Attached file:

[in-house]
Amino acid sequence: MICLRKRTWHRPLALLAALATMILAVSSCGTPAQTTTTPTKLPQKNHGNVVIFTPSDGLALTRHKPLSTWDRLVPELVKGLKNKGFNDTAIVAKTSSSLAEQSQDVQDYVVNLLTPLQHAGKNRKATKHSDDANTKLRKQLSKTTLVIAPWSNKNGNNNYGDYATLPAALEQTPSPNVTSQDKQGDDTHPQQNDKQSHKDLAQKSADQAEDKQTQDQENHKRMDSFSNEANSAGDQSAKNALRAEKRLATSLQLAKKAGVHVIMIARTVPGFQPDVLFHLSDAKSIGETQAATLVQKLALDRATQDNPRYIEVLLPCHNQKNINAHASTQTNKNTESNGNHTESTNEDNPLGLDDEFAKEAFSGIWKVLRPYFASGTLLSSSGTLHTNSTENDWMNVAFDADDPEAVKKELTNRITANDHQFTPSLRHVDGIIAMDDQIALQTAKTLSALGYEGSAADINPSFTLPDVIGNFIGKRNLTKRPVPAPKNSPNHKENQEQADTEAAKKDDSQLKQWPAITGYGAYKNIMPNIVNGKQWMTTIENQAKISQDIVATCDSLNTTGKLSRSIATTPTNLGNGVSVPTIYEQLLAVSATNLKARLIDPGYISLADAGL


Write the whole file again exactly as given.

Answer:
[in-house]
Amino acid sequence: MICLRKRTWHRPLALLAALATMILAVSSCGTPAQTTTTPTKLPQKNHGNVVIFTPSDGLALTRHKPLSTWDRLVPELVKGLKNKGFNDTAIVAKTSSSLAEQSQDVQDYVVNLLTPLQHAGKNRKATKHSDDANTKLRKQLSKTTLVIAPWSNKNGNNNYGDYATLPAALEQTPSPNVTSQDKQGDDTHPQQNDKQSHKDLAQKSADQAEDKQTQDQENHKRMDSFSNEANSAGDQSAKNALRAEKRLATSLQLAKKAGVHVIMIARTVPGFQPDVLFHLSDAKSIGETQAATLVQKLALDRATQDNPRYIEVLLPCHNQKNINAHASTQTNKNTESNGNHTESTNEDNPLGLDDEFAKEAFSGIWKVLRPYFASGTLLSSSGTLHTNSTENDWMNVAFDADDPEAVKKELTNRITANDHQFTPSLRHVDGIIAMDDQIALQTAKTLSALGYEGSAADINPSFTLPDVIGNFIGKRNLTKRPVPAPKNSPNHKENQEQADTEAAKKDDSQLKQWPAITGYGAYKNIMPNIVNGKQWMTTIENQAKISQDIVATCDSLNTTGKLSRSIATTPTNLGNGVSVPTIYEQLLAVSATNLKARLIDPGYISLADAGL